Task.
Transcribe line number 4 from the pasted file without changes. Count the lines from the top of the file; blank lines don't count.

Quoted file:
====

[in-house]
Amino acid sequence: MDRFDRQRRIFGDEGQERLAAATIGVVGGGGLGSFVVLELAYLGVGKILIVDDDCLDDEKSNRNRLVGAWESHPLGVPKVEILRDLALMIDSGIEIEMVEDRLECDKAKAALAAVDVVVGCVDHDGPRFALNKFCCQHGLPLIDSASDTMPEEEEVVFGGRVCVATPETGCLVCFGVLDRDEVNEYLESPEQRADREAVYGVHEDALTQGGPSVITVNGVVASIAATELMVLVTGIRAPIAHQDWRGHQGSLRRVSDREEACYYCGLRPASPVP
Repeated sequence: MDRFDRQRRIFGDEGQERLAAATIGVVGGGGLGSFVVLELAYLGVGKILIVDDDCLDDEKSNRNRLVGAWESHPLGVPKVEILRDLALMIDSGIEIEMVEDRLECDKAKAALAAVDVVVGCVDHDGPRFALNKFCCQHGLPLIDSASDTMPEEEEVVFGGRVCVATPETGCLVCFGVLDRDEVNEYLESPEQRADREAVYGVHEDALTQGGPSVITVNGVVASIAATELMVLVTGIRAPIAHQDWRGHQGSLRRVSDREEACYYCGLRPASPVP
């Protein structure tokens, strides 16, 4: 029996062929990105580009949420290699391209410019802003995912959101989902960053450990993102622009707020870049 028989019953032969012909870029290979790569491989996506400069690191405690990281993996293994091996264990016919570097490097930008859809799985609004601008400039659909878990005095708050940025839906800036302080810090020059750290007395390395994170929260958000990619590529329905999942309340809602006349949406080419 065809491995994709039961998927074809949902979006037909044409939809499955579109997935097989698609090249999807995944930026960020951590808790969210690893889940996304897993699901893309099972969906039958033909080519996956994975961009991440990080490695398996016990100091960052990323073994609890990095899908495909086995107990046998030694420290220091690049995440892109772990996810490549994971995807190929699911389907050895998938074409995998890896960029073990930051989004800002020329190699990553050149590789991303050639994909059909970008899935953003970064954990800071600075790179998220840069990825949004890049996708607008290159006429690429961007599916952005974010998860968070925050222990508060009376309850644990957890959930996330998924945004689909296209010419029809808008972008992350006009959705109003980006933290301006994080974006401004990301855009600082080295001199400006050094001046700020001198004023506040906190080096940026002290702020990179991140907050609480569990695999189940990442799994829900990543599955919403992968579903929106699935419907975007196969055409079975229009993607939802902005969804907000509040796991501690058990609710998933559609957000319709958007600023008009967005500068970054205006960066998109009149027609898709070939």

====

């Protein structure tokens, strides 16, 4: 029996062929990105580009949420290699391209410019802003995912959101989902960053450990993102622009707020870049 028989019953032969012909870029290979790569491989996506400069690191405690990281993996293994091996264990016919570097490097930008859809799985609004601008400039659909878990005095708050940025839906800036302080810090020059750290007395390395994170929260958000990619590529329905999942309340809602006349949406080419 065809491995994709039961998927074809949902979006037909044409939809499955579109997935097989698609090249999807995944930026960020951590808790969210690893889940996304897993699901893309099972969906039958033909080519996956994975961009991440990080490695398996016990100091960052990323073994609890990095899908495909086995107990046998030694420290220091690049995440892109772990996810490549994971995807190929699911389907050895998938074409995998890896960029073990930051989004800002020329190699990553050149590789991303050639994909059909970008899935953003970064954990800071600075790179998220840069990825949004890049996708607008290159006429690429961007599916952005974010998860968070925050222990508060009376309850644990957890959930996330998924945004689909296209010419029809808008972008992350006009959705109003980006933290301006994080974006401004990301855009600082080295001199400006050094001046700020001198004023506040906190080096940026002290702020990179991140907050609480569990695999189940990442799994829900990543599955919403992968579903929106699935419907975007196969055409079975229009993607939802902005969804907000509040796991501690058990609710998933559609957000319709958007600023008009967005500068970054205006960066998109009149027609898709070939």